There have been profound technological changes over the past century, but aspects of our drinking water system do not reflect many of these advancements. The way we measure and monitor drinking water use has not changed since the mid-1900s, long before most could envision technologies such as sensor networks or “the cloud.”
This lack of monitoring technology, combined with aging infrastructure, causes us to lose approximately 14 percent of drinking water annually—this is water that has been stored, pumped, treated and distributed, at great cost, but generates no revenue for the utility. New data-driven technology exists to reduce or even eliminate these losses. The federal government should promote adoption of smart water technology by creating new provisions in the Drinking Water State Revolving Fund (DWSRF) in its 2016 budget.
The DWSRF is a loan program administered through the Environmental Protection Agency (EPA) and has been used since 1996 for public utilities to finance upgrades to their physical infrastructure. The DWSRF is used heavily by small utilities who would otherwise struggle to attract private financing to help pay for meters or sensors to track the amount of water distributed and used.
Without metering, utilities must charge based on assumed water use—a flat monthly fee regardless of how much water is actually used—and they are unable to use price signals to curb water use, or even identify costly water waste.
Smart meters and sensors that use cloud-computing technology allow utilities to track water through much of the distribution system. New technology called Advanced Metering Infrastructure (AMI) can send data to the cloud every 15 minutes, allowing identification of leaks and other problems. Santa Maria, Calif., installed AMI on one third of its water connections and within one year the city reduced its water loss by 4 percent, accounting for $600,000 in revenue.
Paying for these approaches requires prioritizing data and analysis as part of utility operations. These types of systems and services can be expensive, which is a challenge for already cash-strapped utilities. The DWSRF could be used to finance the installation of such monitoring technology as a basic first step to reduce water waste. This is an appropriate role of federal finance, which has long played a part in promoting new technologies, much like the production tax credits helped deploy wind and solar in an effort to modernize the energy industry.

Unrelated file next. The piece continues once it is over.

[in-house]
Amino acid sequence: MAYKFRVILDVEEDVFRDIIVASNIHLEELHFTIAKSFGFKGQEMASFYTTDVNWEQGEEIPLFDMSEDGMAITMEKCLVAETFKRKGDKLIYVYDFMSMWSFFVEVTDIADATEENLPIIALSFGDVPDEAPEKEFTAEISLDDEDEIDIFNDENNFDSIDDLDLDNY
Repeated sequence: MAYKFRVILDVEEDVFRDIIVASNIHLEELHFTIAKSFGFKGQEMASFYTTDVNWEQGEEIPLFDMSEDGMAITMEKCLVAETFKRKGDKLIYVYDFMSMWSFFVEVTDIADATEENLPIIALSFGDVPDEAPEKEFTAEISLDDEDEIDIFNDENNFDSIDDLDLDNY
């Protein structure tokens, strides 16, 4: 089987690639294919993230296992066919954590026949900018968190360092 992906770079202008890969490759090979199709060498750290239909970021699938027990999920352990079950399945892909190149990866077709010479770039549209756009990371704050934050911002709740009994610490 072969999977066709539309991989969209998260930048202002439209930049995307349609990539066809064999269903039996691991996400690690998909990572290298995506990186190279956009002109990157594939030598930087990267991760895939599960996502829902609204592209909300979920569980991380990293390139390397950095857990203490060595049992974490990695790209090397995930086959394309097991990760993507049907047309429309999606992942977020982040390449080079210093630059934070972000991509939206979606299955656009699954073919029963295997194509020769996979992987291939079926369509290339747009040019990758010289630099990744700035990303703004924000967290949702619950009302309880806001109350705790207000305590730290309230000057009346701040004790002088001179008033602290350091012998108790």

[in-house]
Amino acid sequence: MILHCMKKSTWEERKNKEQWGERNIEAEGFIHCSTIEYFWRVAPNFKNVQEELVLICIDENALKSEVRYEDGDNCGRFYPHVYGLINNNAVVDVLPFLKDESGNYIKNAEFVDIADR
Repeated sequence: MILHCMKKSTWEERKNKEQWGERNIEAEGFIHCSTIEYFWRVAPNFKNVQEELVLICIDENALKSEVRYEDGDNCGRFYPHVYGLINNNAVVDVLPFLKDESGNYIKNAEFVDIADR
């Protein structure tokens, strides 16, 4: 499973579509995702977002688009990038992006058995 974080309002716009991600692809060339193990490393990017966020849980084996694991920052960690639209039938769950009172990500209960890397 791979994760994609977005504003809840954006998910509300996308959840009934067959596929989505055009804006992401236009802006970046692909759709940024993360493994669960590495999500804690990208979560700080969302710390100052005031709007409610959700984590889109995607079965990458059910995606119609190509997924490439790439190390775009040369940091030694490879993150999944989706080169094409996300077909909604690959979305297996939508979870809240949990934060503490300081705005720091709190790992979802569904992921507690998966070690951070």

Advanced metering projects are accepted through the current DWSRF criteria, but two new provisions in the DWSRF could give the technology a boost. First, the EPA should direct at least 5 percent of the DWSRF towards advanced metering projects. The initial capital costs for installing the technology is in the millions of dollars for a utility that wants several thousand meters. These funds should be prioritized for cities that lack metering.
Second, because there are ongoing data-storage needs with this data-intensive technology, the EPA should include a provision that it will help utilities with data storage costs for the first three years. After three years, utilities should be well on their way to cost savings and knowledge of their system.
New provisions for DWSRF would modernize our water utilities to be data-driven rather than continue to leave us responding to belated physical infrastructure problems. Setting up these systems will also create the data technology infrastructure that will lead to future advancements.
DeMeester is a policy associate and Doyle is director of the Water Policy Program at the Nicholas Institute for Environmental Policy Solutions, Duke University.